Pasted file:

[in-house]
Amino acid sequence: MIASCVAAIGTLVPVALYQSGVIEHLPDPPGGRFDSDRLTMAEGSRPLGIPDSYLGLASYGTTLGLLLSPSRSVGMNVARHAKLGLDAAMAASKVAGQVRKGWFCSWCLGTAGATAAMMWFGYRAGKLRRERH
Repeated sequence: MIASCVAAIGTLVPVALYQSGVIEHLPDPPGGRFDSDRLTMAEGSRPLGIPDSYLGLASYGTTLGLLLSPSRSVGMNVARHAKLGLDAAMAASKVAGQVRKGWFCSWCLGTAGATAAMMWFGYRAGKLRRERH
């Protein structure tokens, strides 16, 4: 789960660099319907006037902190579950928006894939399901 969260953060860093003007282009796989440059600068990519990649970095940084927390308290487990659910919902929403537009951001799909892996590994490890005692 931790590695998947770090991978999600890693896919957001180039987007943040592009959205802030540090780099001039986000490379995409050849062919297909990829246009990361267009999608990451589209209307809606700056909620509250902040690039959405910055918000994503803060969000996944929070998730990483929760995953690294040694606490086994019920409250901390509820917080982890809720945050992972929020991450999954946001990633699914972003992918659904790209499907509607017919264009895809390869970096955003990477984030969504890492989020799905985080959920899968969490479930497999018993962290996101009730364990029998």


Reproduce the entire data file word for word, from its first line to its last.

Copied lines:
[in-house]
Amino acid sequence: MIASCVAAIGTLVPVALYQSGVIEHLPDPPGGRFDSDRLTMAEGSRPLGIPDSYLGLASYGTTLGLLLSPSRSVGMNVARHAKLGLDAAMAASKVAGQVRKGWFCSWCLGTAGATAAMMWFGYRAGKLRRERH
Repeated sequence: MIASCVAAIGTLVPVALYQSGVIEHLPDPPGGRFDSDRLTMAEGSRPLGIPDSYLGLASYGTTLGLLLSPSRSVGMNVARHAKLGLDAAMAASKVAGQVRKGWFCSWCLGTAGATAAMMWFGYRAGKLRRERH
């Protein structure tokens, strides 16, 4: 789960660099319907006037902190579950928006894939399901 969260953060860093003007282009796989440059600068990519990649970095940084927390308290487990659910919902929403537009951001799909892996590994490890005692 931790590695998947770090991978999600890693896919957001180039987007943040592009959205802030540090780099001039986000490379995409050849062919297909990829246009990361267009999608990451589209209307809606700056909620509250902040690039959405910055918000994503803060969000996944929070998730990483929760995953690294040694606490086994019920409250901390509820917080982890809720945050992972929020991450999954946001990633699914972003992918659904790209499907509607017919264009895809390869970096955003990477984030969504890492989020799905985080959920899968969490479930497999018993962290996101009730364990029998």